Lindsay Pereira: Rethinking those Incredible India ads
To expect truth from advertising agencies is a farfetched thought, but visitors to our cities should be warned nonetheless
What would your idea of an advertisement for the Incredible India campaign look like? It’s a question I sometimes ask friends at a bar, when we’re drunk enough to be honest about how we really feel about life, our country, and everything in between. Their responses are always interesting, but also revealing because they emphasise how much we value the idea of saving face. We want the world to look at India as a place of love and affection, beauty and caring, clean streets and cleaner people, because any view that deviates from this ideal state only makes us look bad.
We do this in our private lives, too, of course, lower our voices and smile at the neighbours to prevent them from finding out about the mental ailments that run in so many families. We bring out the best China and borrow money to feed relatives because what they think about us matters a lot more than anything else. It’s also why marriage ceremonies continue to stress out millions of Indians, as they prepare for lifelong debt just to create a fleeting impression of success.
The Incredible India ads do show India in a positive light because the advertising agencies tasked with creating them are paid to do so. As tools to be brandished by our tourism ministry, they function rather well. It’s sad that we can’t really be honest though, because honesty about who we are as a country and a people would frighten a lot more visitors from turning up. We have to rely on our ancient and glorious past because the present would be devastating for most sane people to stomach. We have to show tigers and temples because showing them our streets and how we commute would make them cancel their bookings in a hurry.
My friends usually describe their ideal ads as ones featuring people spitting paan, leering at women and jostling for space at railway stations. They end these descriptions with a laugh though, because they recognise the impossibility of these honest snapshots of daily life ever making it to those advertisements. Honesty is for tweets by tourists who complain about how they are routinely fleeced, followed and harassed for all kinds of reasons.
In recent times, communal violence has deterred domestic tourists from visiting cities in the North East. A tourist was allegedly killed by stone-throwing protesters in Kashmir. A British couple was beaten up in Bihar and there were two attacks on foreign tourists in Uttar Pradesh within two weeks. There have also been a reported 245 deaths of tourists to Goa in 12 years. These reports are routinely dismissed with statements about how all countries are dangerous. No government ever address the fundamental flaw that lies in our ability to treat other human beings with respect.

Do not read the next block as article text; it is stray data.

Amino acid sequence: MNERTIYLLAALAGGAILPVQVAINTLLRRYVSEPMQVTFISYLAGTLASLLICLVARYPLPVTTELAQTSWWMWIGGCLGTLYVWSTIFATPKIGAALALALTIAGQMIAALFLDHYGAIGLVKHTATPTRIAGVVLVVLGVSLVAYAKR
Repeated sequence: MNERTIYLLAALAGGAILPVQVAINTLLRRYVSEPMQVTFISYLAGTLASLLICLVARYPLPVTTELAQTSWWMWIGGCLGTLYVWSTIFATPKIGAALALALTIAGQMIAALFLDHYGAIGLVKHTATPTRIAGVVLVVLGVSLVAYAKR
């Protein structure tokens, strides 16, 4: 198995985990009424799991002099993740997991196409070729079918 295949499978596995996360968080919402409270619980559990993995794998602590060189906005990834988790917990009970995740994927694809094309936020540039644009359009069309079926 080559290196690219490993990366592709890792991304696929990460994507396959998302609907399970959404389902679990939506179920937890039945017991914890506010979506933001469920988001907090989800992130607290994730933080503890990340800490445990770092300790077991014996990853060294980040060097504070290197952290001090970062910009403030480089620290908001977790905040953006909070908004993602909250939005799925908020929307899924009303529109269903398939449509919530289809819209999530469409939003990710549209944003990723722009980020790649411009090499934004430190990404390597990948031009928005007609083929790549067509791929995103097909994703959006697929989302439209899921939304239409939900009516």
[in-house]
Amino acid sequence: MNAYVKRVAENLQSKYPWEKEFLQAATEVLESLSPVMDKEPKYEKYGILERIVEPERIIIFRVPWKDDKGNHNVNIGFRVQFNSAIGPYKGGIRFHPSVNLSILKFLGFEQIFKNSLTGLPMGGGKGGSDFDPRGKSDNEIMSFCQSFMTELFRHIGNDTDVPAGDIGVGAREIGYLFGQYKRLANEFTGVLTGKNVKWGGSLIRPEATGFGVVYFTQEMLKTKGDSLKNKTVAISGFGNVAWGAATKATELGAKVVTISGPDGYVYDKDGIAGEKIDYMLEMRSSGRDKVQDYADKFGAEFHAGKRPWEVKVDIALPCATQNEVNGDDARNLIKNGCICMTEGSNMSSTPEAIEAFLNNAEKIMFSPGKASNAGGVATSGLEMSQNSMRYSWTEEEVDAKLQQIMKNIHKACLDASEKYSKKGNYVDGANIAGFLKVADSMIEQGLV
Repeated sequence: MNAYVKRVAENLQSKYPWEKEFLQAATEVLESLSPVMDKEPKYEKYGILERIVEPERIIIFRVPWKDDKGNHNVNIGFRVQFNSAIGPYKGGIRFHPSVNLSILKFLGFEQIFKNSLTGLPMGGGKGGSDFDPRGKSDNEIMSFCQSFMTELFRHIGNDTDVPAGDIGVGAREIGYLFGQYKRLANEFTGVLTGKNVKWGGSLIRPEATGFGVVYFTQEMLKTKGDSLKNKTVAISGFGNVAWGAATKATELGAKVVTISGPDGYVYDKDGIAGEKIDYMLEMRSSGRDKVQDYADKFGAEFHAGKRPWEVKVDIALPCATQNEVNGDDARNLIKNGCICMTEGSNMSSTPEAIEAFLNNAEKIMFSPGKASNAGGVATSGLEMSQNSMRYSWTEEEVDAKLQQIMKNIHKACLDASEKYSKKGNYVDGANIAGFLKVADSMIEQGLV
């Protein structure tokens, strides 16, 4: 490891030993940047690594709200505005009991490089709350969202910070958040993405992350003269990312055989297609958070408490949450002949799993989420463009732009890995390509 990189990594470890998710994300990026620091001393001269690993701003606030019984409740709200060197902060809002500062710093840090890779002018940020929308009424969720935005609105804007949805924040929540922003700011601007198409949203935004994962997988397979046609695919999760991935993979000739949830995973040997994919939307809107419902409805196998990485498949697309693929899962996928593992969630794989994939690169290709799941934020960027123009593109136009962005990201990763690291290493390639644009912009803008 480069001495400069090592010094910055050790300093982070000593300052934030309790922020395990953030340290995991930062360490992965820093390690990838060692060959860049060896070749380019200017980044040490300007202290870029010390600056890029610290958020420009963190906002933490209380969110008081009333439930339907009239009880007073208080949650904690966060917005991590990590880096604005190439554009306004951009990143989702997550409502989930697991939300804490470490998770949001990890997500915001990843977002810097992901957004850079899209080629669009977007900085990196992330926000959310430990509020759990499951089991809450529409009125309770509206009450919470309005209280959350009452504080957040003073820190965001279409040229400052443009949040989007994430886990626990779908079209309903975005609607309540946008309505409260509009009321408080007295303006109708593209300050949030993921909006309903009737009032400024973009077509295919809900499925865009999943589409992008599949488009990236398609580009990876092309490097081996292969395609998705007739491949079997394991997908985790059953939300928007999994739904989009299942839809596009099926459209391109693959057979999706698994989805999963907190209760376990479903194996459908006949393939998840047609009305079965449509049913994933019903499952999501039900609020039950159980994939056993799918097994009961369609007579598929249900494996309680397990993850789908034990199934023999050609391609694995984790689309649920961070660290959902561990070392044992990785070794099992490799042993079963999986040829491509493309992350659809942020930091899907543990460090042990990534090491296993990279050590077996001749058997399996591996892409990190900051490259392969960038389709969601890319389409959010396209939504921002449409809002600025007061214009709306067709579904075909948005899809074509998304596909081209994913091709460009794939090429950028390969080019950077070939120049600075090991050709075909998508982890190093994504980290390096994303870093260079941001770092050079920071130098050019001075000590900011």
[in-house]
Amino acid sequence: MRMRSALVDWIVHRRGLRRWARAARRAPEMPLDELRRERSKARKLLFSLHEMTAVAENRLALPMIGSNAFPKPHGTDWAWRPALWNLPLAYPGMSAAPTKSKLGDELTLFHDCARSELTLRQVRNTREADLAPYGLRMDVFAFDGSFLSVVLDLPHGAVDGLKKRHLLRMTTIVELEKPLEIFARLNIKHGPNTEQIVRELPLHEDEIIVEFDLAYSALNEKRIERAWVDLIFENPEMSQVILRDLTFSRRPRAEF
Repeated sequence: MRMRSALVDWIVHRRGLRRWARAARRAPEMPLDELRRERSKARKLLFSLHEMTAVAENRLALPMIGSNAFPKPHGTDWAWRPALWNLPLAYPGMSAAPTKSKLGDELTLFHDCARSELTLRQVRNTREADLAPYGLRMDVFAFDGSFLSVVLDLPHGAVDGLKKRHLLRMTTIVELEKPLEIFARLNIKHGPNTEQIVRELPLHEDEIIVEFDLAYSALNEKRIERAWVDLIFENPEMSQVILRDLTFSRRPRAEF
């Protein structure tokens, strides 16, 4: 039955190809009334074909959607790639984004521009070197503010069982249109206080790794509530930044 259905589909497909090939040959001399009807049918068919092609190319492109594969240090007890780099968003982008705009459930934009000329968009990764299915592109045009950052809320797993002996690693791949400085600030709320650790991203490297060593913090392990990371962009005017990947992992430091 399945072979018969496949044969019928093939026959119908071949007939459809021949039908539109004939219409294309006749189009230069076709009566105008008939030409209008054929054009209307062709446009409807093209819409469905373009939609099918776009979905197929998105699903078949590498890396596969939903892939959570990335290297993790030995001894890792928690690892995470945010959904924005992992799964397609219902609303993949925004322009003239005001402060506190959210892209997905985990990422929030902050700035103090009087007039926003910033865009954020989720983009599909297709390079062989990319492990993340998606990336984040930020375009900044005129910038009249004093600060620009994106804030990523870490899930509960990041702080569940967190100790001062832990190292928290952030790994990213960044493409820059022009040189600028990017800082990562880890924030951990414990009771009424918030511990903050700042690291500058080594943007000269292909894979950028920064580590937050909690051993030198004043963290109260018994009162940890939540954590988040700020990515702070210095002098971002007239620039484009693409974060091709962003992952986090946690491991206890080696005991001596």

The official website of the British government has this foreign travel advice to offer at present: ‘Women should use caution when travelling in India. Reported cases of sexual assault against women and young girls are increasing; recent sexual attacks against female visitors in tourist areas and cities show that foreign women are also at risk.’ A government that took this advice seriously would do something to make not just foreign visitors feel safer in our country. Instead, more and more Indian women talk about how unsafe they feel in their own country. Their complaints are dismissed, too, as rumour-mongering generated by ‘anti-nationals’ trying to tarnish our fair country’s reputation.
What would your idea of those Incredible Indian advertisements be? Would you like them to focus on our ancient glory and natural wonders alone, or show the world that our country still has something positive to offer? Wouldn’t it be nice to not have to lie for a change? To tell the world that our obsession with politics and religion is turning us into a country of hateful fanatics? That our inability to deal with sexual repression makes our country dangerous for women? That we are racists who simply haven’t come to terms with our racism?
The advertisements will no doubt continue to lie. After all, we live in a country where a high-ranking minister once asked us to downplay the horrific gang-rape of a girl who lost her life, because of how it was giving the country a bad name. People don’t matter to us. Only perception does.
When he isn’t ranting about all things Mumbai, Lindsay Pereira can be almost sweet. He tweets @lindsaypereira Send your feedback to firstname.lastname@example.org
Did you know Narendra Modi once wanted to become a monk?